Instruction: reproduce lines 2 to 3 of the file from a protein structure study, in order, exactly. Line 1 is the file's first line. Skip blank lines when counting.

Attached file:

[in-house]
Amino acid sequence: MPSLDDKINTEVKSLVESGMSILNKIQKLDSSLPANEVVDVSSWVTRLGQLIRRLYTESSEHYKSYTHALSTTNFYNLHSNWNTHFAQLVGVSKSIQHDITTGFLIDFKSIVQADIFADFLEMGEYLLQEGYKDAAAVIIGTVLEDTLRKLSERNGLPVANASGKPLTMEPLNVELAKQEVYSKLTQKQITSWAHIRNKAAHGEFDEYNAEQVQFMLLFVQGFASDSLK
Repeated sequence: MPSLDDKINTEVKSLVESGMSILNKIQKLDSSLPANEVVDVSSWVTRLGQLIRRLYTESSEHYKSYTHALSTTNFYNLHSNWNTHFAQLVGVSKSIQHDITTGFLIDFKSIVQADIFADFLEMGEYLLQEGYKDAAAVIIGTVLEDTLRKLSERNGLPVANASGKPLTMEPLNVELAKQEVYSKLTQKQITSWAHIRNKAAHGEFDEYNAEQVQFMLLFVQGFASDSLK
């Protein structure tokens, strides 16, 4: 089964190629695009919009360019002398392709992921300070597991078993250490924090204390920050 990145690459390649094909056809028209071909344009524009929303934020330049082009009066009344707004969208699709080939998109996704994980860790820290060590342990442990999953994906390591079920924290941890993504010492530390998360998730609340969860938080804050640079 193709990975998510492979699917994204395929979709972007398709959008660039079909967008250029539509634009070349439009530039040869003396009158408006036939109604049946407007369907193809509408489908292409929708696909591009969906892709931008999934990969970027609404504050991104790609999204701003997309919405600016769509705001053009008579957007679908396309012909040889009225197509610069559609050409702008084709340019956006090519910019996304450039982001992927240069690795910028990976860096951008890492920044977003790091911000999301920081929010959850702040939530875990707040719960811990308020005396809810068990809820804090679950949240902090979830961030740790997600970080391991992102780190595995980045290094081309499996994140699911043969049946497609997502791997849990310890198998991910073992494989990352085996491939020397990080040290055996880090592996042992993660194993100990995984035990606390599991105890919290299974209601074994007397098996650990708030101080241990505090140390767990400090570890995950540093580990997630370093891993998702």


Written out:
Amino acid sequence: MPSLDDKINTEVKSLVESGMSILNKIQKLDSSLPANEVVDVSSWVTRLGQLIRRLYTESSEHYKSYTHALSTTNFYNLHSNWNTHFAQLVGVSKSIQHDITTGFLIDFKSIVQADIFADFLEMGEYLLQEGYKDAAAVIIGTVLEDTLRKLSERNGLPVANASGKPLTMEPLNVELAKQEVYSKLTQKQITSWAHIRNKAAHGEFDEYNAEQVQFMLLFVQGFASDSLK
Repeated sequence: MPSLDDKINTEVKSLVESGMSILNKIQKLDSSLPANEVVDVSSWVTRLGQLIRRLYTESSEHYKSYTHALSTTNFYNLHSNWNTHFAQLVGVSKSIQHDITTGFLIDFKSIVQADIFADFLEMGEYLLQEGYKDAAAVIIGTVLEDTLRKLSERNGLPVANASGKPLTMEPLNVELAKQEVYSKLTQKQITSWAHIRNKAAHGEFDEYNAEQVQFMLLFVQGFASDSLK